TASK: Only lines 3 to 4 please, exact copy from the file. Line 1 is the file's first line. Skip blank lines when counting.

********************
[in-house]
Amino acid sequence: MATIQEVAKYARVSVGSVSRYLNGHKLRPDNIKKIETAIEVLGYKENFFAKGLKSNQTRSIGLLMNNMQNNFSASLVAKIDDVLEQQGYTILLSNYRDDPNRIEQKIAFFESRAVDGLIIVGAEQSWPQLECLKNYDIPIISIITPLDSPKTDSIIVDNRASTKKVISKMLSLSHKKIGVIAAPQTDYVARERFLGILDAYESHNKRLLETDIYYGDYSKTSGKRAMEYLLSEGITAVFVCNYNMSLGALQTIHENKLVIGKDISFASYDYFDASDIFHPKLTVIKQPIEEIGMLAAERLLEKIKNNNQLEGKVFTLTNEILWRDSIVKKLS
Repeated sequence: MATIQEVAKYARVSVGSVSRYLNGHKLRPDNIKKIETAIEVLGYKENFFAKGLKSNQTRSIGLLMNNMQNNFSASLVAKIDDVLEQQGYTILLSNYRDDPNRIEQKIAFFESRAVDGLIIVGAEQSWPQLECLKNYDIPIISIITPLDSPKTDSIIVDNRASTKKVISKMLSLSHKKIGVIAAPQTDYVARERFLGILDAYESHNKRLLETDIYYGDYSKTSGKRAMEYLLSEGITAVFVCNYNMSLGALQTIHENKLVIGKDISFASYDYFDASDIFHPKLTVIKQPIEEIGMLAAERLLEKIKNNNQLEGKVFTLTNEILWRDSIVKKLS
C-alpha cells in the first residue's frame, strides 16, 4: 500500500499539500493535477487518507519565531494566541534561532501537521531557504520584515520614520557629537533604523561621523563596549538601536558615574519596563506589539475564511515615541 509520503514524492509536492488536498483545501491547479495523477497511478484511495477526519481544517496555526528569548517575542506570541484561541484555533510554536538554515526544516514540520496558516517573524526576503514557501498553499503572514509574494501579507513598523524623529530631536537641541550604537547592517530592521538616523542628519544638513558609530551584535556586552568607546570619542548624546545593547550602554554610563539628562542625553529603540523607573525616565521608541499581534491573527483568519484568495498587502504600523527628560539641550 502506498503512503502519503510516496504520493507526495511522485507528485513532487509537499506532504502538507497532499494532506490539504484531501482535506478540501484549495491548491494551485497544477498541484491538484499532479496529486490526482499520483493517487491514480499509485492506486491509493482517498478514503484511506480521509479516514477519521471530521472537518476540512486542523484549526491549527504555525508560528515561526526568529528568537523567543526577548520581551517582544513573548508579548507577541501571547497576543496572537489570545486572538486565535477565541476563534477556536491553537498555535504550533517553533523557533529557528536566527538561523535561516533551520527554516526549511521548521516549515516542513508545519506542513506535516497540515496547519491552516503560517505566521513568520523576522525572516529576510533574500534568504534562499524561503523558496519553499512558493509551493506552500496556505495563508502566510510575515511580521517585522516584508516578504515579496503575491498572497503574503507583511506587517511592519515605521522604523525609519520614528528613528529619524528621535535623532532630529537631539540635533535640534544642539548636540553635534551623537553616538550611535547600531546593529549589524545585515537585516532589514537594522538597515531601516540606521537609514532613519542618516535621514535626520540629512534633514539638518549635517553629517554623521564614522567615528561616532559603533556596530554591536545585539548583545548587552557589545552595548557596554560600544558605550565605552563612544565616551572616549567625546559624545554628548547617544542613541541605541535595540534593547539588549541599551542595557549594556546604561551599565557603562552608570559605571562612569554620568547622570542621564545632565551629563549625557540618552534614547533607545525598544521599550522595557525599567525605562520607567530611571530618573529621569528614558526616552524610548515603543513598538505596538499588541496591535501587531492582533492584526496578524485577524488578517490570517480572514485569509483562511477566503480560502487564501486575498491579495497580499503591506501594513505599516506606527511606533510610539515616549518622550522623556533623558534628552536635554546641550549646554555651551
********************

Repeated sequence: MATIQEVAKYARVSVGSVSRYLNGHKLRPDNIKKIETAIEVLGYKENFFAKGLKSNQTRSIGLLMNNMQNNFSASLVAKIDDVLEQQGYTILLSNYRDDPNRIEQKIAFFESRAVDGLIIVGAEQSWPQLECLKNYDIPIISIITPLDSPKTDSIIVDNRASTKKVISKMLSLSHKKIGVIAAPQTDYVARERFLGILDAYESHNKRLLETDIYYGDYSKTSGKRAMEYLLSEGITAVFVCNYNMSLGALQTIHENKLVIGKDISFASYDYFDASDIFHPKLTVIKQPIEEIGMLAAERLLEKIKNNNQLEGKVFTLTNEILWRDSIVKKLS
C-alpha cells in the first residue's frame, strides 16, 4: 500500500499539500493535477487518507519565531494566541534561532501537521531557504520584515520614520557629537533604523561621523563596549538601536558615574519596563506589539475564511515615541 509520503514524492509536492488536498483545501491547479495523477497511478484511495477526519481544517496555526528569548517575542506570541484561541484555533510554536538554515526544516514540520496558516517573524526576503514557501498553499503572514509574494501579507513598523524623529530631536537641541550604537547592517530592521538616523542628519544638513558609530551584535556586552568607546570619542548624546545593547550602554554610563539628562542625553529603540523607573525616565521608541499581534491573527483568519484568495498587502504600523527628560539641550 502506498503512503502519503510516496504520493507526495511522485507528485513532487509537499506532504502538507497532499494532506490539504484531501482535506478540501484549495491548491494551485497544477498541484491538484499532479496529486490526482499520483493517487491514480499509485492506486491509493482517498478514503484511506480521509479516514477519521471530521472537518476540512486542523484549526491549527504555525508560528515561526526568529528568537523567543526577548520581551517582544513573548508579548507577541501571547497576543496572537489570545486572538486565535477565541476563534477556536491553537498555535504550533517553533523557533529557528536566527538561523535561516533551520527554516526549511521548521516549515516542513508545519506542513506535516497540515496547519491552516503560517505566521513568520523576522525572516529576510533574500534568504534562499524561503523558496519553499512558493509551493506552500496556505495563508502566510510575515511580521517585522516584508516578504515579496503575491498572497503574503507583511506587517511592519515605521522604523525609519520614528528613528529619524528621535535623532532630529537631539540635533535640534544642539548636540553635534551623537553616538550611535547600531546593529549589524545585515537585516532589514537594522538597515531601516540606521537609514532613519542618516535621514535626520540629512534633514539638518549635517553629517554623521564614522567615528561616532559603533556596530554591536545585539548583545548587552557589545552595548557596554560600544558605550565605552563612544565616551572616549567625546559624545554628548547617544542613541541605541535595540534593547539588549541599551542595557549594556546604561551599565557603562552608570559605571562612569554620568547622570542621564545632565551629563549625557540618552534614547533607545525598544521599550522595557525599567525605562520607567530611571530618573529621569528614558526616552524610548515603543513598538505596538499588541496591535501587531492582533492584526496578524485577524488578517490570517480572514485569509483562511477566503480560502487564501486575498491579495497580499503591506501594513505599516506606527511606533510610539515616549518622550522623556533623558534628552536635554546641550549646554555651551